Dear Valued Visitor,

We have noticed that you are using an ad blocker software.

Although advertisements on the web pages may degrade your experience, our business certainly depends on them and we can only keep providing you high-quality research based articles as long as we can display ads on our pages.

To view this article, you can disable your ad blocker and refresh this page or simply login.

We only allow registered users to use ad blockers. You can sign up for free by clicking here or you can login if you are already a member.

What to Watch at Solazyme Inc (SZYM)

Page 1 of 2

Solazyme Inc (NASDAQ:SZYM)Solazyme Inc (NASDAQ:SZYM) continues to trek ahead toward its ambitious goals of scaling one of the world’s first industrial biotechnology platforms. The developmental stage company will bring 125,000 metric tons of annual nameplate renewable oil capacity online by mid-2014, which has many investors sizing up revenue growth models and profitability projections. The growth will be undeniable, but there are obstacles ahead as well. Here are three things investors need to watch at the often misunderstood company.

1. Capacity additions
The disruptive company finished 2012 on a high note with several upstream commercial partnerships. Solazyme Inc (NASDAQ:SZYM) accelerated its partnership for domestic renewable oils production with Archer Daniels Midland Company (NYSE:ADM). The two will eventually produce an annual capacity of 100,000 metric tons — all belonging to Solazyme — at the Clinton, Iowa, biorefinery, which will have an initial nameplate capacity of 20,000 metric tons. The joint venture with Bunge Ltd (NYSE:BG) was also expanded from an initial agreement of 100,000-300,000 metric tons of annual nameplate production by 2016 — half of which belongs to Solazyme Inc (NASDAQ:SZYM).

There are differences between the two. Whereas the Archer Daniels Midland Company (NYSE:ADM) expansion will occur at Clinton, the Bunge expansion would require additional greenfield construction at locations other than the joint venture’s current Moema, Brazil, facility. That entails additional permits for construction and operation, construction costs, off-take agreements for 200,000 metric tons of new products, and other big capital commitments. Luckily, those costs will be split between Solazyme Inc (NASDAQ:SZYM) and Bunge Ltd (NYSE:BG).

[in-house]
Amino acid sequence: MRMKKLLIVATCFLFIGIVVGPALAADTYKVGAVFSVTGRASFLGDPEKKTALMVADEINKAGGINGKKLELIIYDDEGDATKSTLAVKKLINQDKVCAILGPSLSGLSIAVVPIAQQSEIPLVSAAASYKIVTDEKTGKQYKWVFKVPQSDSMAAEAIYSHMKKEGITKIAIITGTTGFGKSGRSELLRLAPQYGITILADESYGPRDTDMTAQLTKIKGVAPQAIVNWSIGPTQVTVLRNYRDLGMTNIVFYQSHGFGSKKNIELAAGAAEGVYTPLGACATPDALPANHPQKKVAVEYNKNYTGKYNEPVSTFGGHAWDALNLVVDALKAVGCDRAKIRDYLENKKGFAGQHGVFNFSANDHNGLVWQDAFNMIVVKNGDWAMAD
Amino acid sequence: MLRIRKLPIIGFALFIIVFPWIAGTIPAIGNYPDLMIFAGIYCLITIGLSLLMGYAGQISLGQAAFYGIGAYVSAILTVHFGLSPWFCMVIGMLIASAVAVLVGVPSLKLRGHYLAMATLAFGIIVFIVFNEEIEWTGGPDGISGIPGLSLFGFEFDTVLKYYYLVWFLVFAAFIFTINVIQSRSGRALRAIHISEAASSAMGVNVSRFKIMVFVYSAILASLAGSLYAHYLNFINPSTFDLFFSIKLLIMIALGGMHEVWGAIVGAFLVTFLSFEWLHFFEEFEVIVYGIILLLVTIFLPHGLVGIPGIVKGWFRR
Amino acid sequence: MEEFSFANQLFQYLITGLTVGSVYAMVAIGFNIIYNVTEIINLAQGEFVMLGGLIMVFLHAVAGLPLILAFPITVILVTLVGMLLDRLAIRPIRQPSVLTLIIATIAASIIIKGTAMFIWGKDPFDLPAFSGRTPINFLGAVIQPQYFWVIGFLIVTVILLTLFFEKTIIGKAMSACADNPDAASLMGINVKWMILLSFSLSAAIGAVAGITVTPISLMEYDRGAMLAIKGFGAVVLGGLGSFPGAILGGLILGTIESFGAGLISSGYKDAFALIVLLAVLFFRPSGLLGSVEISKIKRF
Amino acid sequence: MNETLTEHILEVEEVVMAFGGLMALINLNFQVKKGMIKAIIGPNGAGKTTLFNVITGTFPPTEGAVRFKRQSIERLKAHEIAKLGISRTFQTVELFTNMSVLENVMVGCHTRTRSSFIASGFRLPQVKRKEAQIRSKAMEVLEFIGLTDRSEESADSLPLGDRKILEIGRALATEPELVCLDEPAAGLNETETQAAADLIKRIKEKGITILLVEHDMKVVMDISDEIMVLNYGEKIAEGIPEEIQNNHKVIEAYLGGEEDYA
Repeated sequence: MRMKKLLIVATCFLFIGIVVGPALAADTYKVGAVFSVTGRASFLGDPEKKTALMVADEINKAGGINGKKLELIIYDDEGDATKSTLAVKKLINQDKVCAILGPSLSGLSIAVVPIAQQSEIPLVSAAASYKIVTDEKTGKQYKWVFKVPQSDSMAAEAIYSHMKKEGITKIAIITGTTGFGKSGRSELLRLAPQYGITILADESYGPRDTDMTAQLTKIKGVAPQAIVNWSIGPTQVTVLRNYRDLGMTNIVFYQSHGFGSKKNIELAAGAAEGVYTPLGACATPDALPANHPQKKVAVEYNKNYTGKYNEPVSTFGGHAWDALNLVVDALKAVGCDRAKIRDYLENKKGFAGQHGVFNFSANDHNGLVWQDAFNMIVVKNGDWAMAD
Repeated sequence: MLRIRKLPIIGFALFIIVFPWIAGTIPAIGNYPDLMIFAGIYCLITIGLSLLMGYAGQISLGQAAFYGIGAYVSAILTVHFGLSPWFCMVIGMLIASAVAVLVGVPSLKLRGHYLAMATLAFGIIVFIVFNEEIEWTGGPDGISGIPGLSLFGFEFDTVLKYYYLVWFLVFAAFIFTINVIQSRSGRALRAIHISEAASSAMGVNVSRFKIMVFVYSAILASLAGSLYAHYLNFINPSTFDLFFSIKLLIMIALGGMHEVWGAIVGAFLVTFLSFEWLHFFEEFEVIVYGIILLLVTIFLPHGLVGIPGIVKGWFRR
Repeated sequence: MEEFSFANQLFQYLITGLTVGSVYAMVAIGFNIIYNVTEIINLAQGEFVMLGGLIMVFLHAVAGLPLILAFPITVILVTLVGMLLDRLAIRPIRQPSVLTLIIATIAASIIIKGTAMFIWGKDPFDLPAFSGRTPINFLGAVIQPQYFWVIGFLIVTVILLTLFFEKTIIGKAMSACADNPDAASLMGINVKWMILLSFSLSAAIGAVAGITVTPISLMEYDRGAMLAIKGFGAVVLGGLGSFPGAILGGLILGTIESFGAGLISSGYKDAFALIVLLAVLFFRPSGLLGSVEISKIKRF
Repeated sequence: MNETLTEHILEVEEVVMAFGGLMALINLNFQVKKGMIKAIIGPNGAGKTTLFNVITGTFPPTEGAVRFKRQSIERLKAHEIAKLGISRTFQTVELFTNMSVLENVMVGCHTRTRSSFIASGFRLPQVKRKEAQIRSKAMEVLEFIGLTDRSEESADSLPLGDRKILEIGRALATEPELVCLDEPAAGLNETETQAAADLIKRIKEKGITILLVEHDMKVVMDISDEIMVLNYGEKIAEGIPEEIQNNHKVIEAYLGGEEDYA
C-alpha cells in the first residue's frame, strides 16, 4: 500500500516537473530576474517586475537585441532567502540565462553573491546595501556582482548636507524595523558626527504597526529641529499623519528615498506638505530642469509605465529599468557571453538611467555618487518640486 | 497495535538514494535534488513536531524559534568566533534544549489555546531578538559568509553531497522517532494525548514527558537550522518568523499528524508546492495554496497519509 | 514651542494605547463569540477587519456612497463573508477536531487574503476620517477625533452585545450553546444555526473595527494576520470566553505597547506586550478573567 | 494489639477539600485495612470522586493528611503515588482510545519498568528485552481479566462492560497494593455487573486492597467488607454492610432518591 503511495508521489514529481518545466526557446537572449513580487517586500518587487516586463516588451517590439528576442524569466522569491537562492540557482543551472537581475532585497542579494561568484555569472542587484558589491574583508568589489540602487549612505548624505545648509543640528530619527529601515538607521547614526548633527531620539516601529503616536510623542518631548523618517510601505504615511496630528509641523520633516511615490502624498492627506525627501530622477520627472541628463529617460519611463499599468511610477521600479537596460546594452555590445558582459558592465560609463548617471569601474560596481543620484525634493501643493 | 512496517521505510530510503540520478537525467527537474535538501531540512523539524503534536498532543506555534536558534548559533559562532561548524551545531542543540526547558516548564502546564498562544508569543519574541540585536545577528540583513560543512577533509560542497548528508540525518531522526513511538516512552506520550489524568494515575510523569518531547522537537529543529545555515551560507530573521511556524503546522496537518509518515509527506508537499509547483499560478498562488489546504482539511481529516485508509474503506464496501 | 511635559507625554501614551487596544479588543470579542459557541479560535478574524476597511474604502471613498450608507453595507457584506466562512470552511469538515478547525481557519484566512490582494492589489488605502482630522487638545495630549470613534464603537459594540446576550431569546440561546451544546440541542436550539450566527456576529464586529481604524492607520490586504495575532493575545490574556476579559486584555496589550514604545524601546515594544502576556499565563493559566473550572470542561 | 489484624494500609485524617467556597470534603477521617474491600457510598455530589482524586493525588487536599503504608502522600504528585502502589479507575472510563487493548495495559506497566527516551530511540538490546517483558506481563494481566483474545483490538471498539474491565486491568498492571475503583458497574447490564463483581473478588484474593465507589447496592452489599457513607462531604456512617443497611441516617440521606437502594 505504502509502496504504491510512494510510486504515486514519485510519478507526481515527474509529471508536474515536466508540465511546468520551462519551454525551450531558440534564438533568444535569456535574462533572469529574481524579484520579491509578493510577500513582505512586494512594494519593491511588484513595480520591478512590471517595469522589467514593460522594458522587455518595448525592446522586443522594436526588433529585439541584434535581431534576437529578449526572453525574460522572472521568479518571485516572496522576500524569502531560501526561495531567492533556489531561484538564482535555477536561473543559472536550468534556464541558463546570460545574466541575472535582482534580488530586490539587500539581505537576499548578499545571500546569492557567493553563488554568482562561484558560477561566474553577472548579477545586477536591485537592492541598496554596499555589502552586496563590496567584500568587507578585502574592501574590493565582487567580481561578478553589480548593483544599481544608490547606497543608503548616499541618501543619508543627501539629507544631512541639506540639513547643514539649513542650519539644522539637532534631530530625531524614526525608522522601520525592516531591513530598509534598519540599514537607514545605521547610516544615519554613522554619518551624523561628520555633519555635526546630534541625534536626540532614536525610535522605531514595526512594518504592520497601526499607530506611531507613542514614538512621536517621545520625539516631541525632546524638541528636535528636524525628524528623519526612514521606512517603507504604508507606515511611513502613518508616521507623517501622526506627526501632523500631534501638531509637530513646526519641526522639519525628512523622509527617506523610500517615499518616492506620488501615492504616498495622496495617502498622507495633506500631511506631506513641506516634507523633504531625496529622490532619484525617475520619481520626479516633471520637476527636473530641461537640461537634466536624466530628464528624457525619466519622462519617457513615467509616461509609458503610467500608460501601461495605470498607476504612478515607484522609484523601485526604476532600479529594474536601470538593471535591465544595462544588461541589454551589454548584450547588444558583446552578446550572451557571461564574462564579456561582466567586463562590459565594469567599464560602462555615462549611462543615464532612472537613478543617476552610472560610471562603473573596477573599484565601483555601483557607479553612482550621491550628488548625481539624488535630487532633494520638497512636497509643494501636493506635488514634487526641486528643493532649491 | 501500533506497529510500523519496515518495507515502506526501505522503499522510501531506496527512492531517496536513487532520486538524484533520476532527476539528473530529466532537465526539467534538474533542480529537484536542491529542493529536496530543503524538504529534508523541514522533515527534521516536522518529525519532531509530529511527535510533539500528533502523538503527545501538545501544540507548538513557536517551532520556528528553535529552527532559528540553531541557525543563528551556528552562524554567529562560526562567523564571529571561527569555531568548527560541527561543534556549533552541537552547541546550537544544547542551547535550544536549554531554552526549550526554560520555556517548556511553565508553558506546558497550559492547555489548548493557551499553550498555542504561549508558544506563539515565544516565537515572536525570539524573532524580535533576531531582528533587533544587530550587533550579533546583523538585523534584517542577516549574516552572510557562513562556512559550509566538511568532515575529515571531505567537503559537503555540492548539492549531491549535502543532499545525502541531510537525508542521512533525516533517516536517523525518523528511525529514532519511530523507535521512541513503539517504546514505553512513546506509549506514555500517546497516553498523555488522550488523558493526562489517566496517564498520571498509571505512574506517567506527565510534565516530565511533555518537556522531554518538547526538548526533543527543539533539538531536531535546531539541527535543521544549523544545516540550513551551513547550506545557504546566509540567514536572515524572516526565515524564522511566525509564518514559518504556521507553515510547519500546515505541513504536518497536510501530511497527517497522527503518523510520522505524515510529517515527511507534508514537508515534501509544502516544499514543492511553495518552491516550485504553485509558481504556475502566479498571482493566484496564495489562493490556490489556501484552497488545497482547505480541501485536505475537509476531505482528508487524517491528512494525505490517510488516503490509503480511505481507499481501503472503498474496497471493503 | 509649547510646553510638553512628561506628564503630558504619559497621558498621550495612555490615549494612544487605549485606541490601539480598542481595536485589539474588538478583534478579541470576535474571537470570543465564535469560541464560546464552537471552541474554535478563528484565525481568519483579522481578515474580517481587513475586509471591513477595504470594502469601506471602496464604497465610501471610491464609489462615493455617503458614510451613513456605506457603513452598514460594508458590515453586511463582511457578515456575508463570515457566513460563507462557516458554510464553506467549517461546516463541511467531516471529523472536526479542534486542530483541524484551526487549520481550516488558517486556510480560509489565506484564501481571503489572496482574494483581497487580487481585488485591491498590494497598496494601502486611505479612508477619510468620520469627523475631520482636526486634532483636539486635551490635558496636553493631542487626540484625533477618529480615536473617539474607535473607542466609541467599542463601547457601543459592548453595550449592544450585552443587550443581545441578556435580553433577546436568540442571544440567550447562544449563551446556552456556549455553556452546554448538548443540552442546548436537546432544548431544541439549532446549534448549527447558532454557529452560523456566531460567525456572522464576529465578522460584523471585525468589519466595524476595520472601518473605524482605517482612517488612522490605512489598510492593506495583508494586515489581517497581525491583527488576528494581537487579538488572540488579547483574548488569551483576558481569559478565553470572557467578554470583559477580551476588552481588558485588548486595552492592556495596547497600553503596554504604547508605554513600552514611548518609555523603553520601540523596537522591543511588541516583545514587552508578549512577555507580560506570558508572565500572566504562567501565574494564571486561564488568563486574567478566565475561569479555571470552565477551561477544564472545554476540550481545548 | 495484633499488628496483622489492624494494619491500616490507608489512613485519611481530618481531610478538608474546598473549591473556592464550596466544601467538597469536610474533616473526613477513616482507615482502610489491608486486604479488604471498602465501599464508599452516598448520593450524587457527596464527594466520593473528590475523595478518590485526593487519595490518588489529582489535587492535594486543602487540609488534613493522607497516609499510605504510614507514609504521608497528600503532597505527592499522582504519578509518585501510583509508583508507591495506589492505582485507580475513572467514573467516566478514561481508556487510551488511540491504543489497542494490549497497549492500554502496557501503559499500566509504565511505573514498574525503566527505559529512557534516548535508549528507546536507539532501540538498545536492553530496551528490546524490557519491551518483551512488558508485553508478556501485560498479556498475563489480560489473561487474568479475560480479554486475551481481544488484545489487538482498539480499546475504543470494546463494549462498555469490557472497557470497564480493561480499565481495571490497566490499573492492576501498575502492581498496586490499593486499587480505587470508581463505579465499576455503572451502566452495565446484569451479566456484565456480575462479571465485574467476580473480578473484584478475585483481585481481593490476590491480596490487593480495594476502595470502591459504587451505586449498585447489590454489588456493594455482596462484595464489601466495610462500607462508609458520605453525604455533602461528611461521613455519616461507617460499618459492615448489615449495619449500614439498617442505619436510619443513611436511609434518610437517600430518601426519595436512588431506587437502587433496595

Adding all planned capacity to that currently under construction amounts to 450,000 metric tons. That’s a big, big deal, but still 100,000 metric tons shy of the company’s internal goals. There are currently no announced plans on where the extra 100,000 metric tons will come from. Investors will want to remain on their toes when it comes to costly additions with Bunge Ltd (NYSE:BG) and any announcements regarding the unfilled capacity. The company’s cash hoard will disappear pretty quickly, so bringing revenue-generating capacity on line as quickly as possible is crucial.

2. Licensing for novel food oils
Solazyme Roquette Nutritionals, or SRN, has generated market interest from various food processing companies looking for nutritional supplements. The company’s Almagine HL (flour) and Almagine HP (protein) have performed well in testing against industry standard applications from other plant-based sources. However, neither product is a novel tailored oil.

Qualifying as non-novel allows each of the two nutritional supplements to be sold to customers without special regulatory filings. That may not fly with several products under development today, but the degree of novelty remains to be determined by American and European regulatory agencies. Why does it matter?

The SRN facility in Europe is currently undergoing a phase-two expansion to an annual capacity of 5,000 metric tons; up from the current 300 metric tons. Depending on market adoption, which seems to be sky-high for protein supplements, SRN can decide to expand the facility to an annual capacity of 50,000 metric tons under a phase-three agreement. Should the two products under development be labeled as novel Solazyme Inc (NASDAQ:SZYM) will have to go through the proper regulatory channels to gain approval for commercial sales in Europe and possibly the United States. CEO Jonathan Wolfson recently noted that could take “a couple years”, which could delay the need for phase-three expansion.

Page 1 of 2
Loading Comments...